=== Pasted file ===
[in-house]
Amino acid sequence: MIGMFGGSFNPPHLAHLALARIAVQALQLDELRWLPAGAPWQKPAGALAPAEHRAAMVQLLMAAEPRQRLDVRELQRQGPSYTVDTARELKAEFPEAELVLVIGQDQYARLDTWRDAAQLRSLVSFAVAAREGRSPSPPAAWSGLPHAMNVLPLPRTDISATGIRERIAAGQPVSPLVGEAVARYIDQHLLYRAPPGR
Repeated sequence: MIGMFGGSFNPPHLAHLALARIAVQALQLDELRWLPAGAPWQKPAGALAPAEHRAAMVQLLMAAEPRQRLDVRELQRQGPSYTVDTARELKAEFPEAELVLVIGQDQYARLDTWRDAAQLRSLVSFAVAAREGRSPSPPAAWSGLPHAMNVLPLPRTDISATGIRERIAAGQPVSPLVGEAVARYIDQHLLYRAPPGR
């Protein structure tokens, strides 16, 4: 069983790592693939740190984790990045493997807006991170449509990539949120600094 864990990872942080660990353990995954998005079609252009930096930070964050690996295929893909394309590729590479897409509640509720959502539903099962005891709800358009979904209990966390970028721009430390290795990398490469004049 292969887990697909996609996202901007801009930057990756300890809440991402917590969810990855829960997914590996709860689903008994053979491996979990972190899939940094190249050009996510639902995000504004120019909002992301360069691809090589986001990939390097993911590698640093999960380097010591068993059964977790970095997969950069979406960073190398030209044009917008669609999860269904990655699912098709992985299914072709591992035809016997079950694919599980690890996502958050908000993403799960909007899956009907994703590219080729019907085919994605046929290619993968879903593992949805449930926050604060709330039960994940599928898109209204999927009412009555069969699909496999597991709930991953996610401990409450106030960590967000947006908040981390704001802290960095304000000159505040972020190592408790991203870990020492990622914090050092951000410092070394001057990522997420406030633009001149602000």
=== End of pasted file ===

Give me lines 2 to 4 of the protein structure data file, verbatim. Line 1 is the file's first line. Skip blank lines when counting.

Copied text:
Amino acid sequence: MIGMFGGSFNPPHLAHLALARIAVQALQLDELRWLPAGAPWQKPAGALAPAEHRAAMVQLLMAAEPRQRLDVRELQRQGPSYTVDTARELKAEFPEAELVLVIGQDQYARLDTWRDAAQLRSLVSFAVAAREGRSPSPPAAWSGLPHAMNVLPLPRTDISATGIRERIAAGQPVSPLVGEAVARYIDQHLLYRAPPGR
Repeated sequence: MIGMFGGSFNPPHLAHLALARIAVQALQLDELRWLPAGAPWQKPAGALAPAEHRAAMVQLLMAAEPRQRLDVRELQRQGPSYTVDTARELKAEFPEAELVLVIGQDQYARLDTWRDAAQLRSLVSFAVAAREGRSPSPPAAWSGLPHAMNVLPLPRTDISATGIRERIAAGQPVSPLVGEAVARYIDQHLLYRAPPGR
């Protein structure tokens, strides 16, 4: 069983790592693939740190984790990045493997807006991170449509990539949120600094 864990990872942080660990353990995954998005079609252009930096930070964050690996295929893909394309590729590479897409509640509720959502539903099962005891709800358009979904209990966390970028721009430390290795990398490469004049 292969887990697909996609996202901007801009930057990756300890809440991402917590969810990855829960997914590996709860689903008994053979491996979990972190899939940094190249050009996510639902995000504004120019909002992301360069691809090589986001990939390097993911590698640093999960380097010591068993059964977790970095997969950069979406960073190398030209044009917008669609999860269904990655699912098709992985299914072709591992035809016997079950694919599980690890996502958050908000993403799960909007899956009907994703590219080729019907085919994605046929290619993968879903593992949805449930926050604060709330039960994940599928898109209204999927009412009555069969699909496999597991709930991953996610401990409450106030960590967000947006908040981390704001802290960095304000000159505040972020190592408790991203870990020492990622914090050092951000410092070394001057990522997420406030633009001149602000």